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Valley Health offers tips to manage mental health during holidays, COVID-19

9 December 2020 Covid19 Luray/Page County Shenandoah County Front Royal/Warren County Winchester Frederick County Clarke County News


The holiday season is stressful for many every year. This year, a global pandemic is also causing anxiety to run even higher.

In addition to the holidays and COVID-19, many people also experience Seasonal Affective Disorder (SAD). April Lubkemann, LCSW, says symptoms of SAD can include sudden sadness, fatigue, hopelessness, and depression. Lubkemann works in Outpatient Behavioral Health Services at Shenandoah Memorial Hospital in Woodstock.

While visiting loved ones this holiday season may not be a possibility, there are several things you can do to help ease the feelings of loneliness and isolation.

“Right now, people just need a sense of community,” said Lubkemann. “They feel like they need other people to verbalize what they are going through and validate that they aren’t going through their thoughts and feelings alone. If you can’t do this in person, find ways you can get it online.”

Some tips to engage with relatives and friends include utilizing video chat apps like Zoom and FaceTime and staying in touch through texts and phone calls.

The Anxiety and Depression Association of America (ADAA) adds these helpful tips:

•Reframe “I am stuck inside” to “I can finally focus on my home and myself”

•Stay close to your normal routine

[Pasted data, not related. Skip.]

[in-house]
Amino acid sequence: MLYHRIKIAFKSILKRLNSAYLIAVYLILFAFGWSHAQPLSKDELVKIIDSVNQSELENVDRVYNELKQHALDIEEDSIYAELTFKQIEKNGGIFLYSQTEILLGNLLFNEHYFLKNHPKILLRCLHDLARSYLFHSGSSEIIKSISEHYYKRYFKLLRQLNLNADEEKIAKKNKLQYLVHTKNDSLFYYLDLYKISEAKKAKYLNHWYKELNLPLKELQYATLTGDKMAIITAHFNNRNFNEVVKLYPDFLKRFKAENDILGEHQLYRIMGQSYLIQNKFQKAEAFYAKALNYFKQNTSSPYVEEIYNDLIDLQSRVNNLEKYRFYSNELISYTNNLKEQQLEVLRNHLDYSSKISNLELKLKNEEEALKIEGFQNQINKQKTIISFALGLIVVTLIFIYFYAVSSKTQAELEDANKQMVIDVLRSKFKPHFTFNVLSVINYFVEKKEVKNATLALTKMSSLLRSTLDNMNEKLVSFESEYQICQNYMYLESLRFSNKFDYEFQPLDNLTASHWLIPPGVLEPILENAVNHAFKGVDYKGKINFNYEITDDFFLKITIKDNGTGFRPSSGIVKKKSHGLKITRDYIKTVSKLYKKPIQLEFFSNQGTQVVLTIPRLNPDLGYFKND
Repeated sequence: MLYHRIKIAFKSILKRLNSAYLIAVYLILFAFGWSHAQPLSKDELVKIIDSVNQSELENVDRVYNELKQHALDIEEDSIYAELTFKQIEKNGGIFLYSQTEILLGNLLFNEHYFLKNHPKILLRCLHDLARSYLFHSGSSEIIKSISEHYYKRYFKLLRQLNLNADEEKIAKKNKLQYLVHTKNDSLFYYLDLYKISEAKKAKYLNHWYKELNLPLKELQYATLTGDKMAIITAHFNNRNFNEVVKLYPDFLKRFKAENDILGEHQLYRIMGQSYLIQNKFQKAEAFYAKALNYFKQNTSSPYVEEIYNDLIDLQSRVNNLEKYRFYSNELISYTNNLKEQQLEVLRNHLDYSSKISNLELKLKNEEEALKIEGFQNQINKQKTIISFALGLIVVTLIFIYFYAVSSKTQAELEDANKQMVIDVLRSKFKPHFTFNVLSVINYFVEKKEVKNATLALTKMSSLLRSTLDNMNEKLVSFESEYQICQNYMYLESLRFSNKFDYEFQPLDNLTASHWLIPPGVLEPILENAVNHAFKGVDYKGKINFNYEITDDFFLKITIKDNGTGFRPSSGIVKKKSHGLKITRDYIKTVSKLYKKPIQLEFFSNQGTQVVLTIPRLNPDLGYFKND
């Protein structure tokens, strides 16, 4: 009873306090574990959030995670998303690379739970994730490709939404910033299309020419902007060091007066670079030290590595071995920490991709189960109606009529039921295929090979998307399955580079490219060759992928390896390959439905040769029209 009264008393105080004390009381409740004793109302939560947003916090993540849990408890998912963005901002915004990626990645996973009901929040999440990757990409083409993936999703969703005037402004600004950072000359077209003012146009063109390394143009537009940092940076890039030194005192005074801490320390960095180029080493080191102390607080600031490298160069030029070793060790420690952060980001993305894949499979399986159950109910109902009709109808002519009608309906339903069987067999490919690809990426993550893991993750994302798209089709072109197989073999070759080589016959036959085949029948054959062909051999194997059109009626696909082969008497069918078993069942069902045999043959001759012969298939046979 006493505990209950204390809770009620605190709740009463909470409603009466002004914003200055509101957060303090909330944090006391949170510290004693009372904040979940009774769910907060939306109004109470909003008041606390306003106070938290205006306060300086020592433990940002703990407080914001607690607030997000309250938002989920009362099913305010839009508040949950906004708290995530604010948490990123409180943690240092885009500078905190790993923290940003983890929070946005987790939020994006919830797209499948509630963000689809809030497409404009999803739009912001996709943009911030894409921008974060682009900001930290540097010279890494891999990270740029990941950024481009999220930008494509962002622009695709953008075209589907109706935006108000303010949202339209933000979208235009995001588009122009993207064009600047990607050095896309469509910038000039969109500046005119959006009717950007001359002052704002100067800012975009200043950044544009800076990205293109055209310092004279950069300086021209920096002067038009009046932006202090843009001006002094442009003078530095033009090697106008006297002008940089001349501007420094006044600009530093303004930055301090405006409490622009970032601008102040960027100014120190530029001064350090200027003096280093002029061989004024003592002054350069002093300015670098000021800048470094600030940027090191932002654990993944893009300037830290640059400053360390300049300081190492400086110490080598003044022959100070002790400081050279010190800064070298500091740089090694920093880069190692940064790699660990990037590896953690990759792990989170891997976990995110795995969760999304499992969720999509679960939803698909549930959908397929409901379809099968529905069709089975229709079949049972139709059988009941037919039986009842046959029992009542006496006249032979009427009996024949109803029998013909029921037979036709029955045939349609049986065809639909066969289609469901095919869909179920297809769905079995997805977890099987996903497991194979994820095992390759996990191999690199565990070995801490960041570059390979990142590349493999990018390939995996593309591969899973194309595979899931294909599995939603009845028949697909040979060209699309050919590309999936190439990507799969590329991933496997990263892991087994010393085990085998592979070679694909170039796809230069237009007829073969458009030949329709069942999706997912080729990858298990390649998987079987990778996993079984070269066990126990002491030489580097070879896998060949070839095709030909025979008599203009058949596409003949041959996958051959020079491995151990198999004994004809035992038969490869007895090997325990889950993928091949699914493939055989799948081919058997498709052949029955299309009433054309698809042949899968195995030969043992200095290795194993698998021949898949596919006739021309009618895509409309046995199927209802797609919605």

•Avoid obsessing over endless COVID-19 coverage

•A chaotic home can lead to a chaotic mind. With all the uncertainty happening outside your home, keep the inside organized, predictable and clean

•Start a new quarantine ritual. For example, journaling is a great way to jot down thoughts and feelings to reflect on later.

•Use telehealth as an option to talk to a professional if your anxiety becomes unmanageable. Valley Health offers telehealth virtual visits for patients.

While the ‘hustle and bustle’ of the holidays may be less than previous years due to travel, shopping, and quarantine restrictions, Lubkemann says we should still remember to not let our to-do list get in the way of irreplaceable moments.

“We are taught by the media and cultural beliefs that the holidays should be perfect, but what does perfect look like? I have a lot of people who wish their family was normal and could get together like a Hallmark movie. But we want to empower people to create their own normal, and be satisfied with that.”

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